Money talks as Madrid top Forbes list

Posted by Nicholas Rigg

Pablo Blazquez Dominguez/Getty ImagesFlorentino Perez presides over a club now valued at $3.3 billion

David Beckham, ICBC, Angela Merkel, Dustin Moskovitz, Carlos Slim and now Real Madrid. An eclectic mix but names that all share common ground.

Madrid were absent from that group until Wednesday, when Forbes Magazine confirmed Los Blancos as the most valuable football club in the world. The other names top their own respective Forbes lists, from biggest company in the world to richest person. Let's just say Madrid are in good company in the cash stakes, as if you didn't already know.

- Real tops Forbes' most valuable club list

It's the first time since Forbes started publishing their list of most valuable football clubs that Madrid has topped the pile. Before Wednesday's announcement Manchester United dominated and Los Blancos had always played second fiddle. Now the club's current value is estimated at $3.3 billion.

United, controlled by the American Glazer family, have not slowed down. Indeed, their stock rose by 42 per cent in the current list to a cool $3.2 billion.

Their global brand is generally seen as being more powerful than any other club, United's recent seven-year sponsorship deal with Chevrolet is huge at $559 million and the current Premier League leaders sold the naming rights to its Carrington training ground to Aon for an estimated $230 million over eight years.

So it makes it even more impressive that Madrid, in an economic climate such as Spain's at the moment, has managed to sneak ahead. Posting revenue of $650 million from last season, Los Blancos have become more profitable and are growing faster than their Premier League rivals.

It may just be estimation, and it may only be a list. There are no trophies and the fans, although undoubtedly keen to see their club do well on and off the pitch, will care little if that success financially does not transfer into success on the pitch. It's big news for a day or two but really, does it matter that much to the supporter?

As football has grown, so has the business side of it. Supporters may only care for success, trophies and good football, but for those who run the club, the sport can be big business. Quite often, it isn't, but in some cases it still is. For those high up in the Forbes list, it certainly is.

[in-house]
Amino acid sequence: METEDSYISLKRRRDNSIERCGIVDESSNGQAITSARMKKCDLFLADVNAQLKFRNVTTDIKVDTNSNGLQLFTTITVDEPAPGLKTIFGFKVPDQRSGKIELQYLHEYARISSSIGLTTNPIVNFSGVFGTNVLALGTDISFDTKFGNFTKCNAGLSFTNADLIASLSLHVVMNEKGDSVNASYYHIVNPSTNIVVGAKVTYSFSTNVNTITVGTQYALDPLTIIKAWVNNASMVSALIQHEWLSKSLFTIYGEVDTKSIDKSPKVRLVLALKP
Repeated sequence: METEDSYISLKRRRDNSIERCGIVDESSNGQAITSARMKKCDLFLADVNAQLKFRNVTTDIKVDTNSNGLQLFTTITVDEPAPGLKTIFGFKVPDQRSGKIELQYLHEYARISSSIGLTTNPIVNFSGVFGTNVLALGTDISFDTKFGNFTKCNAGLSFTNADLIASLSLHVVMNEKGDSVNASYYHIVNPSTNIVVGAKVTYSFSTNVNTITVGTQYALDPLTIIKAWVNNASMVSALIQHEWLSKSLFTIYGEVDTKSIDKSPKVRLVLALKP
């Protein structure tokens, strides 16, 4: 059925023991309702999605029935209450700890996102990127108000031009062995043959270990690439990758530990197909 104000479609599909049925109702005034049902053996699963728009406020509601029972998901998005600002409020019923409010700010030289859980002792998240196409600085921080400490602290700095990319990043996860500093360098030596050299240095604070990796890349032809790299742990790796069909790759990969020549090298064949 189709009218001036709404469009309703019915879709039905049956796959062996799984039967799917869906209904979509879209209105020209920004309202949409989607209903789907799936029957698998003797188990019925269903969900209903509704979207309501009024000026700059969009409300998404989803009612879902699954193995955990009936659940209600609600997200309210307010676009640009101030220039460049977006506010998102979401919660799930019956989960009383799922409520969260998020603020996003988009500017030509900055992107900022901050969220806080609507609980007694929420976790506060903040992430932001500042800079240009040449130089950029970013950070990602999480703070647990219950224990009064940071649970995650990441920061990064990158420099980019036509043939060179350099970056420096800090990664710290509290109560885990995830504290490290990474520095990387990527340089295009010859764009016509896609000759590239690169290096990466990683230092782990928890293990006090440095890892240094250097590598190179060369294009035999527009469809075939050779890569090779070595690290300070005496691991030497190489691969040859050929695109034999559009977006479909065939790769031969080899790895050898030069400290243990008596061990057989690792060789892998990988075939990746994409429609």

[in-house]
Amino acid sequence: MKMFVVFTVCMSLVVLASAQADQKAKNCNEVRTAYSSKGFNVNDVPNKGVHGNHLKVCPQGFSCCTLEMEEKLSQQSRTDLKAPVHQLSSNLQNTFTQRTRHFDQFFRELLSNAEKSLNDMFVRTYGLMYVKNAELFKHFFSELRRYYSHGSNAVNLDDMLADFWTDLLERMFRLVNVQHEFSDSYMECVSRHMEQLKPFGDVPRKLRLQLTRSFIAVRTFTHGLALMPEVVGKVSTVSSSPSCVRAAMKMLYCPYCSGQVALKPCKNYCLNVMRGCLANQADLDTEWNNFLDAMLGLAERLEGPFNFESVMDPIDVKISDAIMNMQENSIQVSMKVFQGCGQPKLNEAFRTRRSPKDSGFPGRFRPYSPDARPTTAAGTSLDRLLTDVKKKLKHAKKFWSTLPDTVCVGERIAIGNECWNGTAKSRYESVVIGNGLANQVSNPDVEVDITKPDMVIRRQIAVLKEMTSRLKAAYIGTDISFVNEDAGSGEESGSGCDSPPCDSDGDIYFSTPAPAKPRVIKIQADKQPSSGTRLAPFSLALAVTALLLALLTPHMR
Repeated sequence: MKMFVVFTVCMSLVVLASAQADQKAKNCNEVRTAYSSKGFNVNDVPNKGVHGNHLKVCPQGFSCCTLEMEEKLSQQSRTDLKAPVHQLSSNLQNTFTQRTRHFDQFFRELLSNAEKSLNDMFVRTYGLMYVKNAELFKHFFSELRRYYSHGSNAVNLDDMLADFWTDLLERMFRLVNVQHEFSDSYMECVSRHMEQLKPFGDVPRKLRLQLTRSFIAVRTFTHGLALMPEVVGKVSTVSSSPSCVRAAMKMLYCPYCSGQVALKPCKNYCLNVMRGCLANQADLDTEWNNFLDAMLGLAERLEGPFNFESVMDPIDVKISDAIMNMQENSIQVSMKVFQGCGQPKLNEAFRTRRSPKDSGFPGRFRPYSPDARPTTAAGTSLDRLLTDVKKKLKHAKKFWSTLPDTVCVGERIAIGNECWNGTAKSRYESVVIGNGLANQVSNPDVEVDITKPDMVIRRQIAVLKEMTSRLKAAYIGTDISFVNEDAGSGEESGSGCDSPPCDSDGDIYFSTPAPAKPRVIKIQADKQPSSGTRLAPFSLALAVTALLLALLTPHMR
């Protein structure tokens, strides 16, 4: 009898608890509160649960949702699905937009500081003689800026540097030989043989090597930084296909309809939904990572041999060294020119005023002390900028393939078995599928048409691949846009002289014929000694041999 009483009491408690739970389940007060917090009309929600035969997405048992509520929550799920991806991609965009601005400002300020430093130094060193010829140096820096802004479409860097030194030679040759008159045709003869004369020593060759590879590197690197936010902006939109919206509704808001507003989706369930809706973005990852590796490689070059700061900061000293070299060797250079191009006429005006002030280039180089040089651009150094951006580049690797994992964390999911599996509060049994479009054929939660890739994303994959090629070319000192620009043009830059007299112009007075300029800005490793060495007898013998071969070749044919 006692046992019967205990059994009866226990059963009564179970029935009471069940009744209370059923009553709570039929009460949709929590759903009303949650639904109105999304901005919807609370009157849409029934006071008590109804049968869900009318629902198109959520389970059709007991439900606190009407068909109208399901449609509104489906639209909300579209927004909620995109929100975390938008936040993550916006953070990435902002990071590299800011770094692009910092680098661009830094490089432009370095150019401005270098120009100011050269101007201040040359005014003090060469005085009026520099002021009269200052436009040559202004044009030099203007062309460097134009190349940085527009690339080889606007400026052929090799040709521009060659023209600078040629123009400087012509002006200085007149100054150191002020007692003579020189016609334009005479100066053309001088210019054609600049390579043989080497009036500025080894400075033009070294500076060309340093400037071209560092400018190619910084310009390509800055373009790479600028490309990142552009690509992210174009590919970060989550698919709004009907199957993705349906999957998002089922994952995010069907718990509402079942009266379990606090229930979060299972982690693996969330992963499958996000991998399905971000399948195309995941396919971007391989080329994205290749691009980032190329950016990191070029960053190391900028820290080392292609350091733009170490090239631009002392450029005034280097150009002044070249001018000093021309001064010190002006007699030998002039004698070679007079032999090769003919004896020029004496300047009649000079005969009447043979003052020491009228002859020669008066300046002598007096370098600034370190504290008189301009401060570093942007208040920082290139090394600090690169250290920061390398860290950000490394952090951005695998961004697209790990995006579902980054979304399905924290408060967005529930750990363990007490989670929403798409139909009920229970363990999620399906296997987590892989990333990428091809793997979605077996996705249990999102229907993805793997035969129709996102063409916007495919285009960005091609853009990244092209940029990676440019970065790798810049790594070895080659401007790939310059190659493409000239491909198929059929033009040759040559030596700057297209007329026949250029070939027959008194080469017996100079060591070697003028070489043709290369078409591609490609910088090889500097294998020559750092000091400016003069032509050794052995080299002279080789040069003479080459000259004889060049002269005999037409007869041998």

It can be important for the fan -- of course it can. While the Forbes list is not a list of the richest clubs in the world, in general terms it means the teams at the top can spend big bucks on the world's best players.

It's also more crucial than ever with the Financial Fair Play system coming into play. Clubs are going to have to rely on their income through things such as sponsorship, match day profits and merchandise sales more than ever before (unless loopholes are exploited, as is expected) and for Madrid, it's great news to see income going through the roof.

The club's profits have increased over the last three years and it should be seen as no coincidence that it ties in with Cristiano Ronaldo's arrival at the Santiago Bernabeu. Think David Beckham -- big players sell. Shirt sales -- heck, anything with the Ronaldo brand on it, will have played a part in Madrid's financial success. Jose Mourinho may well have too.

Ronaldo's contract in the Spanish capital is up in 2015 and although a renewal will not be cheap for Madrid, it could well prove a bargain if one of the world's best players continues to boost revenue. Florentino Perez will have taken note.

It won't do any harm for Perez on a personal note, either, even though it's unlikely he will be properly contested when the President elections take place this summer. A good job by Perez and his men off it, and a Champions League triumph this season would make it a pretty good stint on the pitch, too.

A potential new television deal to aid the lower clubs in La Liga will not help Madrid's cause to remain top of the list next season, but a new $39 million per year shirt sponsorship deal with Emirates certainly will. So will plans to improve the Santiago Bernabeu, in what's been a big week for Madrid in the club's offices.

The headline in Marca, Spain's daily football newspaper, read: "The new Bernabéu will be a licence to print money." The club has four projects on the table to redevelop the famous stadium and one of the main aims is to improve it commercially and make it a '24/7' stadium, a stadium that can make money all the time, and not just on a match day.

So money still talks and Madrid's position in the heart of the financial district of the Spanish capital has been cemented, but Madridistas would gladly swap their table-topping financial position for a tenth European crown next month -- something money alone cannot buy.

For the record, Barcelona came in third in the Forbes list with a value of $2.6 billion, while Arsenal were fourth $1.3 billion and Bayern Munich in fifth.

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